Paper Execution

Validation Case Study: Electronic Protocol Execution vs. Paper-Based Execution

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filesAt Ofni Systems, we use FastVal to execute protocols electronically. Testers read the procedure and compare the actual result to the expected result. Users document results with screen shots that are automatically embedded into the executed protocol. If actual results do not match expected results, a deviation is automatically triggered. FastVal is a validated 21 CFR Part 11 compliant system. Testers are required to enter a valid User ID and password before accessing the protocol. All data entry is recorded in compliance with 21 CFR 11, and the audit trail is provided to clients along with other products of validation. The audit trail and security features provide additional information and increased data integrity over paper-based validation documents.

Recently, Ofni Systems was hired to perform an onsite validation of our ExcelSafe product.  The ExcelSafe validation package is a 1200-step protocol which usually takes us four person-days to execute electronically with FastVal. This particular client requested that we perform the validation on paper as a case study to demonstrate the increased value of electronic protocol execution. There were numerous places where paper-based execution meant that the validation took longer or recorded less information than our standard electronic protocol execution method:

  • Handwritten Dates have less information than Automatic Date/Time Collection: FastVal automatically attaches the system date/time to the test step after execution. This reduces the error rate in recording dates to zero, and provides more information by including the system time.
  • Corrections do not clearly demonstrate when the changes were performed: The standard practice for making a correction on a paper protocol is to line through, initial the change and make the correction with the appropriate date. While changes are marked sequentially on a page, there is no documentation of order of changes with the same change date. With FastVal, all of these changes are automatically documented into the audit trail, making it extremely transparent when changes occurred.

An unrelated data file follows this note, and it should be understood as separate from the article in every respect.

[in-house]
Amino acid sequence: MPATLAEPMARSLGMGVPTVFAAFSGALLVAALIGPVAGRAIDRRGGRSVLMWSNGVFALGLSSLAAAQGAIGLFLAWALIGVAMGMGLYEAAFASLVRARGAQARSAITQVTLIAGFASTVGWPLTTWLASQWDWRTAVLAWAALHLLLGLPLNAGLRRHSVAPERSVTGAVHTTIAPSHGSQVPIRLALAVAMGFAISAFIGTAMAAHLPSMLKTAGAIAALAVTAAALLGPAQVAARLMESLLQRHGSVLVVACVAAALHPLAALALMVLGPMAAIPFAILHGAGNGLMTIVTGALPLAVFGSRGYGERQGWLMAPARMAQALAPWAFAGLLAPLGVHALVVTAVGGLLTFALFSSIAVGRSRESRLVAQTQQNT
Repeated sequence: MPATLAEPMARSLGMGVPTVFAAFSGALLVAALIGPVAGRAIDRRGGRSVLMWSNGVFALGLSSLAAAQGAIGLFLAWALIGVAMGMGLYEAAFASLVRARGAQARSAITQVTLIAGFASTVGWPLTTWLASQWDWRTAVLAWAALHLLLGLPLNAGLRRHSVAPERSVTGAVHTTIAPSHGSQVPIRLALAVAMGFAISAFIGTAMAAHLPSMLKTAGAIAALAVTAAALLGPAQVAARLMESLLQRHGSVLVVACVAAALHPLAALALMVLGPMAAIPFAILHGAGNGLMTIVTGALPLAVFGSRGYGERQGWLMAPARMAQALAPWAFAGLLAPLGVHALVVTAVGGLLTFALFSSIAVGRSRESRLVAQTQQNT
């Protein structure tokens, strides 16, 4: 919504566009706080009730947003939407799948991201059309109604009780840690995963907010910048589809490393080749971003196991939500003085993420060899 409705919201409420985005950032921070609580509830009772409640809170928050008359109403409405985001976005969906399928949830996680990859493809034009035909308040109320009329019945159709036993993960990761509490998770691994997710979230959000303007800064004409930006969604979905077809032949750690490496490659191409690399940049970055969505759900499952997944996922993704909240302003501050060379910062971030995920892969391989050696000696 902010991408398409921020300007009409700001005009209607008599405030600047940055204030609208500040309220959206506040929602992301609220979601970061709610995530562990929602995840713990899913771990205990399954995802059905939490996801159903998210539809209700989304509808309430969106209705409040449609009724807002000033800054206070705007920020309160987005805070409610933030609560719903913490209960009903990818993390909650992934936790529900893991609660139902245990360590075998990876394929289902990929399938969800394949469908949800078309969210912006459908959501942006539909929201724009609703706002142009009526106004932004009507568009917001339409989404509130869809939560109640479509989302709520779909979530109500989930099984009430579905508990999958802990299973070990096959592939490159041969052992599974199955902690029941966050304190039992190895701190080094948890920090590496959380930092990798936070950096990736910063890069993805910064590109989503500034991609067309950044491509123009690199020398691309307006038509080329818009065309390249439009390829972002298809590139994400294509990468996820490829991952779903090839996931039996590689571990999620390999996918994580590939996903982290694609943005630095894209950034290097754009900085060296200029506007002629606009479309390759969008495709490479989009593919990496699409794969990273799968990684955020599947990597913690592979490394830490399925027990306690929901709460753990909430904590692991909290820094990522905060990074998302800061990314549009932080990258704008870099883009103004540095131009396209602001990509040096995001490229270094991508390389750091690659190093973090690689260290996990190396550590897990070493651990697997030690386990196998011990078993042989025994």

• Screenshots had to be printed, gathered from the printer, then manually sorted and signed/dated: This was particularly difficult issue because our printer was several rooms away from the testers. FastVal embeds screenshots in the IOQ and automatically attaches the username, system date/time, and computer name to the image. With FastVal, the tester only needs to take the screenshot before proceeding with protocol execution. When paper execution required taking a screen shot, the user took the screen shot, walked down the hall to collect the printout, signed, dated and noted the correct test case step on the printout, then ensured that the piece of paper was physically placed in the correct section of the executed paper protocol. Because recording screen shots became so time intensive, paper execution tended to record fewer pictures and less information was recorded into the protocol.
  • Deviations had to be completed manually: As always, there were a few minor testing nonconformances (one planned deviation, plus a few tester glitches) during the execution. With the paper execution, deviations had to be filled in by hand. There will also be future costs to ensure that the deviation is mapped to the correct test case and step. In FastVal, once deviations are classified, the default text is populated from a  template, which reduces the amount of time required to complete the documentation of the deviation. This also provides a standard approach to completing all deviations which increases control over the deviation resolution process. Deviations are also linked to their test case and step.
  • Typing is faster than writing legibly: By entering information into the keyboard, there was no question about protocol legibility. The same cannot be said for handwritten documents at the end of a long day of completing protocols.
  • No automatic generation of validation metrics, reports or summary reports: FastVal automatically generates metrics recording the amount of time required to complete validation testing, including providing accurate reports on estimated time of completion and who executed what parts of the protocol. FastVal also automatically creates the Validation Summary Report; we had to spend a day writing the Summary Report from scratch.

The paper based execution took a total of 10 person-days, two and a half times longer, to execute the protocol and generate the validation summary report (as opposed to 4 person-days when we use FastVal) and recorded less accurate, complete and legible information. The final result was a thick binder of paper that had to be scanned back into a document control system, as opposed to a collection of electronic files and PDF outputs that was already prepared for the client’s document control process. The paper based execution resulted in more time required to complete the project and a significant additional expense to the client.